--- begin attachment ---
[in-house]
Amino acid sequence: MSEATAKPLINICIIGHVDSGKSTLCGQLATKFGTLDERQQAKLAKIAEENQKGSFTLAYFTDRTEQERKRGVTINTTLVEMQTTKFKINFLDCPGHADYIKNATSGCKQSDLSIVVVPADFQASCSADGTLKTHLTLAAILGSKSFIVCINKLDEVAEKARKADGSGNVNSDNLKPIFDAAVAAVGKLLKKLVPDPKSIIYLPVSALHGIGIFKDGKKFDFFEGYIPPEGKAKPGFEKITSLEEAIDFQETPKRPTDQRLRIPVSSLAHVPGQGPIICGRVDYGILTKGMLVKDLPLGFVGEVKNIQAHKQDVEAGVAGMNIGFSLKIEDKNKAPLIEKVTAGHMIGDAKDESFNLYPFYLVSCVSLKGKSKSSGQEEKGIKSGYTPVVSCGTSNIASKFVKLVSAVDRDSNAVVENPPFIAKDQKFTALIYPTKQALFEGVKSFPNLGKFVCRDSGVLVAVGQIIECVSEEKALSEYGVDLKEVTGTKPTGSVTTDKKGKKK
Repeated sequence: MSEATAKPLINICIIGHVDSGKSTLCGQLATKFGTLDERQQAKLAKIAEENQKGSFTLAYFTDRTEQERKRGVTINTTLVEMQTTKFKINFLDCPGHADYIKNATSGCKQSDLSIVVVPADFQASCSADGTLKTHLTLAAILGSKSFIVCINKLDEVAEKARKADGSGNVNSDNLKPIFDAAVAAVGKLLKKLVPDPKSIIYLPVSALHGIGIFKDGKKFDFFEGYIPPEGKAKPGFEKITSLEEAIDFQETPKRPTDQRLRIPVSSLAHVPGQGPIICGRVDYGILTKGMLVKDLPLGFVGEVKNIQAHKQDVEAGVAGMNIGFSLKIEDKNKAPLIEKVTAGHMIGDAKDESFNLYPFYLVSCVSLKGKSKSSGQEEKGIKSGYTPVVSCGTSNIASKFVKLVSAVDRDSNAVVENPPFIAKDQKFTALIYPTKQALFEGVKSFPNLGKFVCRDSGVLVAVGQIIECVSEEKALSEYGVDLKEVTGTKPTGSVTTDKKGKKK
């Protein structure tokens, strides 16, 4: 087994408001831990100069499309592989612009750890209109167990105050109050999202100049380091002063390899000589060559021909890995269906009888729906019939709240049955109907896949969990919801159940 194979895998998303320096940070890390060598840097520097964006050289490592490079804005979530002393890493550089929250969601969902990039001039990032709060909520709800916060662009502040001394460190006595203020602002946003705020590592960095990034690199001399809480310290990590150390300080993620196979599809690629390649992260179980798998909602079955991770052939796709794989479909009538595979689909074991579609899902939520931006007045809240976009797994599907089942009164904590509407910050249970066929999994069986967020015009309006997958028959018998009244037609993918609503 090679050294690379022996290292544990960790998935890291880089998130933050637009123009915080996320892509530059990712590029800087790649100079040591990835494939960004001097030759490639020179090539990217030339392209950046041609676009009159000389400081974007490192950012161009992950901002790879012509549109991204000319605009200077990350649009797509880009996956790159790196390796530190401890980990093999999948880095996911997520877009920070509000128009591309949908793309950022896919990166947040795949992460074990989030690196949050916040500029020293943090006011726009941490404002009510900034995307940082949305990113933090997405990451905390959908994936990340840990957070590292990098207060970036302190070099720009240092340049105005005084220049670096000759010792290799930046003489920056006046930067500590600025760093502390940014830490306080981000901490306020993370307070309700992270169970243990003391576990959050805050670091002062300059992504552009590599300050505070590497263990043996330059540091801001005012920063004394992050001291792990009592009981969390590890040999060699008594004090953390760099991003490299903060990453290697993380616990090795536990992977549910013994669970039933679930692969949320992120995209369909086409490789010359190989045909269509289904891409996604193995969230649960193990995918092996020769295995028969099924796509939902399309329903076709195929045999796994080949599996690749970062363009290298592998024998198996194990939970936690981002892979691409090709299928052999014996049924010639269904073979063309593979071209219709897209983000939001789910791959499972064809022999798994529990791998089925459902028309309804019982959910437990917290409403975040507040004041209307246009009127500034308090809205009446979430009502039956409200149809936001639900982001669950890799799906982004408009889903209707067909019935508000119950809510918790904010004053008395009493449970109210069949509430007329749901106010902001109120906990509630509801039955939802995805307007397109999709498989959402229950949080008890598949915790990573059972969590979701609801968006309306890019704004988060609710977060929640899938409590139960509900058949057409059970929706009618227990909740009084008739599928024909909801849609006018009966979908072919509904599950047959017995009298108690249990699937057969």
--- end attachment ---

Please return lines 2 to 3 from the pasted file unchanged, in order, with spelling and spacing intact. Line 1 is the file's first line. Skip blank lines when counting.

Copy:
Amino acid sequence: MSEATAKPLINICIIGHVDSGKSTLCGQLATKFGTLDERQQAKLAKIAEENQKGSFTLAYFTDRTEQERKRGVTINTTLVEMQTTKFKINFLDCPGHADYIKNATSGCKQSDLSIVVVPADFQASCSADGTLKTHLTLAAILGSKSFIVCINKLDEVAEKARKADGSGNVNSDNLKPIFDAAVAAVGKLLKKLVPDPKSIIYLPVSALHGIGIFKDGKKFDFFEGYIPPEGKAKPGFEKITSLEEAIDFQETPKRPTDQRLRIPVSSLAHVPGQGPIICGRVDYGILTKGMLVKDLPLGFVGEVKNIQAHKQDVEAGVAGMNIGFSLKIEDKNKAPLIEKVTAGHMIGDAKDESFNLYPFYLVSCVSLKGKSKSSGQEEKGIKSGYTPVVSCGTSNIASKFVKLVSAVDRDSNAVVENPPFIAKDQKFTALIYPTKQALFEGVKSFPNLGKFVCRDSGVLVAVGQIIECVSEEKALSEYGVDLKEVTGTKPTGSVTTDKKGKKK
Repeated sequence: MSEATAKPLINICIIGHVDSGKSTLCGQLATKFGTLDERQQAKLAKIAEENQKGSFTLAYFTDRTEQERKRGVTINTTLVEMQTTKFKINFLDCPGHADYIKNATSGCKQSDLSIVVVPADFQASCSADGTLKTHLTLAAILGSKSFIVCINKLDEVAEKARKADGSGNVNSDNLKPIFDAAVAAVGKLLKKLVPDPKSIIYLPVSALHGIGIFKDGKKFDFFEGYIPPEGKAKPGFEKITSLEEAIDFQETPKRPTDQRLRIPVSSLAHVPGQGPIICGRVDYGILTKGMLVKDLPLGFVGEVKNIQAHKQDVEAGVAGMNIGFSLKIEDKNKAPLIEKVTAGHMIGDAKDESFNLYPFYLVSCVSLKGKSKSSGQEEKGIKSGYTPVVSCGTSNIASKFVKLVSAVDRDSNAVVENPPFIAKDQKFTALIYPTKQALFEGVKSFPNLGKFVCRDSGVLVAVGQIIECVSEEKALSEYGVDLKEVTGTKPTGSVTTDKKGKKK